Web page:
Short version: If your idea of a PG family movie includes sexual references, an annoying dog and bad language, by all means go see Marley & Me.
Screen Rant reviews Marley & Me
Let's just get right to it, shall we? I don't know... maybe I'm getting grumpy in my old age, but I just didn't see the appeal of Marley & Me. I went into the theater wanting to like this movie, I really did. While I'm a huge sci-fi and superhero movie fan, I'm always happy to see a movie out there that parents can bring their kids to - so it bugs me when I can't give that sort of film an endorsement.
Let me say that while I realize this film is based on a book, I know nothing about the source material other than it's an autobiographical book by John Grogan about a dog he really owned.
Marley & Me stars Owen Wilson and Jennifer Aniston as young married couple John and Jennifer Grogan. She has her entire life planned out, complete with a checklist of things to accomplish... BIG things, like "get married," "buy a house," etc. You get the picture.
John is happy to abide by her wishes since from his point of view he "married up," snagging a babe way beyond who he thought he'd end up with - until he starts thinking about the next checklist item: children. His single-for-life best friend Sebastian (Eric Dane) tells John he needs to give Jennifer a dog. It will feed her maternal instincts for a while and delay her feeling the need for a child.
John has just been hired at a Florida newspaper as a fledgling reporter, wanting to work his way up and Jennifer also has a job as a journalist. He wants to make his mark and is not eager to start a family at this point.
So John surprises Jennifer by taking her to a dog breeder and they end up picking the runt of the litter. Jennifer is a writer and is on assignment while John picks up the adorable little fella. It turns out that the little guy is extremely insecure when left alone and he ends up destroying the contents of the garage.
This is just the beginning - the dog (named after Bob Marley) is incorrigible, and his owners are not up to the job of disciplining him. Eventually Jennifer gets pregnant, and next thing you know she and John are parents of more than one child. Their relationship starts to strain and the dog is not helping by constantly destroying things in the house and barking, keeping the baby from sleeping.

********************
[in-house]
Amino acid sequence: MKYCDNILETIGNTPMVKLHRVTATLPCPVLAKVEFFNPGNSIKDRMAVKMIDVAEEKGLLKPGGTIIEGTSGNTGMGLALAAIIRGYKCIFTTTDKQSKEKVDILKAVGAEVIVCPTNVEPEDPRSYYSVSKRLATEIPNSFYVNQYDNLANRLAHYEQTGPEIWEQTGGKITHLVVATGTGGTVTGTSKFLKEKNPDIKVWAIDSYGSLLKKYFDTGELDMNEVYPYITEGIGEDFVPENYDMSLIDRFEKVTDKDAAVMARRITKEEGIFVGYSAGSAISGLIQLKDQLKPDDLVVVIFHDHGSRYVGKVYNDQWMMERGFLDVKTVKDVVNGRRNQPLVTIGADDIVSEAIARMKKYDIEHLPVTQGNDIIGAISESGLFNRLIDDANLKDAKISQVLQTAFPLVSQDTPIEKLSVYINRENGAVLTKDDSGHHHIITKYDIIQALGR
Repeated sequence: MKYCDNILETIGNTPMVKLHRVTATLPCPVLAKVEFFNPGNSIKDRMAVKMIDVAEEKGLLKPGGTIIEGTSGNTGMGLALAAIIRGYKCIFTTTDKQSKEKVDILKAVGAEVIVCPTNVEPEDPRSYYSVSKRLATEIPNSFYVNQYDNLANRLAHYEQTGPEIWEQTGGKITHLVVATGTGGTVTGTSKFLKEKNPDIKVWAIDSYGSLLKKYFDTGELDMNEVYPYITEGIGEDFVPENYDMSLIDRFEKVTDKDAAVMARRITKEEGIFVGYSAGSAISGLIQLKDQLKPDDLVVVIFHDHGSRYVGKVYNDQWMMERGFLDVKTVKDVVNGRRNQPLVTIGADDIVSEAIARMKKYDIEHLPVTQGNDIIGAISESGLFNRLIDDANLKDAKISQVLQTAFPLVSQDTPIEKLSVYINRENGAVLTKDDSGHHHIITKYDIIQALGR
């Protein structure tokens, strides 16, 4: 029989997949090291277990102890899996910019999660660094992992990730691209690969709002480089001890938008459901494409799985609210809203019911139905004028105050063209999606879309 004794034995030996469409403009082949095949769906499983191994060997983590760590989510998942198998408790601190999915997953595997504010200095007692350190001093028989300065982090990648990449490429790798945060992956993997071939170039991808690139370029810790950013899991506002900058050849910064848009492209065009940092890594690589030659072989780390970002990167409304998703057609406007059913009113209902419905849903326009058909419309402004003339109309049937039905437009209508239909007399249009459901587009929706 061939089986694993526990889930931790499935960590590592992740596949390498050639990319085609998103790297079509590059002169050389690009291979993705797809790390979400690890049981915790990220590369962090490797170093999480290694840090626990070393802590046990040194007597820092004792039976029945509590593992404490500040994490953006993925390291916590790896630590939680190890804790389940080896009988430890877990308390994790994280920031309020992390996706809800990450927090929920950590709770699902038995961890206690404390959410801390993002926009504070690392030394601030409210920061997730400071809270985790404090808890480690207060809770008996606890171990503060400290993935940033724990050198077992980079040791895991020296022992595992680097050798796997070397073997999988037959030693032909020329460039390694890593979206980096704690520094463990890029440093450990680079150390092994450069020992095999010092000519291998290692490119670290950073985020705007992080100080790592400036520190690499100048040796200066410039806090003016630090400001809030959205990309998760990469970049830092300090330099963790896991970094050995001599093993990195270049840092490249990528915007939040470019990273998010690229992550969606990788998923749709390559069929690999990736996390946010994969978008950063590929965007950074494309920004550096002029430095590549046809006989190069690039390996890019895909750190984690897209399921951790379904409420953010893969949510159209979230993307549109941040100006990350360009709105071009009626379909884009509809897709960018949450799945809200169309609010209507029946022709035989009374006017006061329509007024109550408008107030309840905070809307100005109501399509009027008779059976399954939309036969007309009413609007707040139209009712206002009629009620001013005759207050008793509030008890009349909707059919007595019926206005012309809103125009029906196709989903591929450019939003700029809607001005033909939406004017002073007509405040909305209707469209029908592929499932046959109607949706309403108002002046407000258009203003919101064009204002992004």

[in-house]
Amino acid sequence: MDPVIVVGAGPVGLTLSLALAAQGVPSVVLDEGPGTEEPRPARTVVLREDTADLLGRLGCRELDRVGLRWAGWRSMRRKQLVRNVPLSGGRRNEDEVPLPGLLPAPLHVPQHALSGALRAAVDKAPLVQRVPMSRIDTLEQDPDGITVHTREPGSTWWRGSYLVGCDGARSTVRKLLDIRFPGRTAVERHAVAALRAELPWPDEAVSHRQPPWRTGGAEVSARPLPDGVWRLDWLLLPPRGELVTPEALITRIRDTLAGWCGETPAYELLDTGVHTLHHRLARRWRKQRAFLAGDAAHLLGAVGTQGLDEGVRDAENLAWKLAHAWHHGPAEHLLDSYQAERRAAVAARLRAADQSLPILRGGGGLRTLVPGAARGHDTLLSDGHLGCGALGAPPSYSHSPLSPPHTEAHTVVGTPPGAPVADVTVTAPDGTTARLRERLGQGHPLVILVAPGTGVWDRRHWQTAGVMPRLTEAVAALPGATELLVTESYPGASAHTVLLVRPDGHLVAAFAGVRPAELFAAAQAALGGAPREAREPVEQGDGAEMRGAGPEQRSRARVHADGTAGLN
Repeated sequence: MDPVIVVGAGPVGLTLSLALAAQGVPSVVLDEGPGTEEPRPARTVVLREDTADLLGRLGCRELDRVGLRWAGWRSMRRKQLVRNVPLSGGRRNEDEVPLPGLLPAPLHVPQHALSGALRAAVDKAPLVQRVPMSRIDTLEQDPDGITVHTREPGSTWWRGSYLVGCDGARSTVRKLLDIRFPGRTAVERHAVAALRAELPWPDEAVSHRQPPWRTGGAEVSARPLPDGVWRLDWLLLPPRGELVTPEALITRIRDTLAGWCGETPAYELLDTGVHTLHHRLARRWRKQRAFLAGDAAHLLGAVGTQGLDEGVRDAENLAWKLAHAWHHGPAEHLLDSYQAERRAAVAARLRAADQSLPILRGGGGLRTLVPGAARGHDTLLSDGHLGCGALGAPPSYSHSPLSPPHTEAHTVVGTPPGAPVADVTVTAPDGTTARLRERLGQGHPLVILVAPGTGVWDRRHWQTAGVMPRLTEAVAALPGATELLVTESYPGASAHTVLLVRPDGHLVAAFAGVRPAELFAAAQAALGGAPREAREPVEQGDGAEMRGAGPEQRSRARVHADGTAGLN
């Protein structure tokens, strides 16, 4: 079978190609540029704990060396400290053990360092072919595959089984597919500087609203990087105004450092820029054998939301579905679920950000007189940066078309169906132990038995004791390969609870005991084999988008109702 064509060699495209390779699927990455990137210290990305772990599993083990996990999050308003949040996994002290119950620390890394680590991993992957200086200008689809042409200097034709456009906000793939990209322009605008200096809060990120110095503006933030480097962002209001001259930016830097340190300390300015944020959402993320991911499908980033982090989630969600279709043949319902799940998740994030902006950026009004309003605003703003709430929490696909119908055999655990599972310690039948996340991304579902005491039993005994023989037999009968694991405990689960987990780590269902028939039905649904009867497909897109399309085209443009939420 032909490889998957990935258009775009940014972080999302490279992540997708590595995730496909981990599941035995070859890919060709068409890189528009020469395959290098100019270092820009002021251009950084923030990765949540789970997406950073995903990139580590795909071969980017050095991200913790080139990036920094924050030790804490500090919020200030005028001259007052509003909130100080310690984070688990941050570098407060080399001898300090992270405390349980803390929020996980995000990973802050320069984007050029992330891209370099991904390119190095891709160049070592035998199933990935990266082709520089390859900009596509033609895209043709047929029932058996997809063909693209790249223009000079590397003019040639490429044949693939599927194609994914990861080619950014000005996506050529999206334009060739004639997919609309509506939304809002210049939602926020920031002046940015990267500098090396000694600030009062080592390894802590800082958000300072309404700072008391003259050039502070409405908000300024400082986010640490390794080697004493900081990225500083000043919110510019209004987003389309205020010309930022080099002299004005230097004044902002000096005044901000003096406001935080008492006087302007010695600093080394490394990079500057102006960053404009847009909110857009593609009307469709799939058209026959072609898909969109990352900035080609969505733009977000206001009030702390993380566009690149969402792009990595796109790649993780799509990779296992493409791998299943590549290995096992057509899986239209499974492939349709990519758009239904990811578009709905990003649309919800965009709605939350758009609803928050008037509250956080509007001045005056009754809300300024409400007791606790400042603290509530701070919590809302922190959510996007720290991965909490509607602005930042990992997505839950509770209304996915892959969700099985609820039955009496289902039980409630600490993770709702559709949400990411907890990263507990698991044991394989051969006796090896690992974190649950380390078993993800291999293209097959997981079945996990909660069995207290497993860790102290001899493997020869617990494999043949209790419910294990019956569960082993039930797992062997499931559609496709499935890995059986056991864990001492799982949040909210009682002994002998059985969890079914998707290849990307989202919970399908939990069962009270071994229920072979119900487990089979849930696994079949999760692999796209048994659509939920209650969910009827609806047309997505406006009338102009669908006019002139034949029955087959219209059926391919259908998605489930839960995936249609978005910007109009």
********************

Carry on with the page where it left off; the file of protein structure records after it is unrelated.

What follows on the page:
Eventually John is corralled into becoming a columnist for the newspaper where he works (he wants to be an investigative reporter) and he ends up writing quite a bit about his misadventures with Marley. John and Jennifer come to an understanding eventually and life changes for them in a good way.
This all sounds just peachy-keen, so what's my problem with the film? Beyond the cute little face when it was a puppy, I never liked the stupid dog.
Now I'm a dog person - I love dogs. I have a dog. But shouldn't a dog that's the star of a movie have SOME redeeming qualities that make you care about it or want to take its side? I've read elsewhere that if you own a dog you'll appreciate this movie. Yeah, right. There's a scene where they try to take the dog to a trainer and it's so out of control (and they, so inept) that the trainer (Kathleen Turner) throws them out of class. They think the whole thing is funny.
I'm watching this film thinking they need to call that guy "The Dog Whisperer" to teach them how to control the darned dog. If I had an infant in the house and the dog was such a pain in the butt that the baby couldn't sleep, I'm sorry but it would be gone.
I mean during the entire movie I'll bet if you combined all the time that the dog was actually shown to be doing something that endeared it to the audience, it would total MAYBE two minutes. I kept waiting for something to happen that would make me care about the dog - hell, I thought maybe it would get shot by a burglar, having alerted and saved the family. But no - nothing like that. It's just an incorrigible dog owned by a couple too weak or lazy to discipline it. Heck, they painted such a bad picture of Marley at one point I was in fear that it was going to hurt one of the babies in the film.
Beyond that, sexual references to the dog "losing its balls," the beginnings of a sex scene (sure, they're fully clothed, but my daughter next to me was visibly uncomfortable), an obvious skinny dipping scene (again nothing shown, sorry guys, but a couple skinny dipping in a PG movie?) and a number of "B-level" curse words don't exactly add up to a movie I'd recommend to my friends with children.
For me the best thing in the movie was Alan Arkin - the man is hysterical and I only wish he had more screen time. Really, this felt like a Lifetime Channel TV movie... some day I'd love to see Jennifer Aniston in something really GOOD.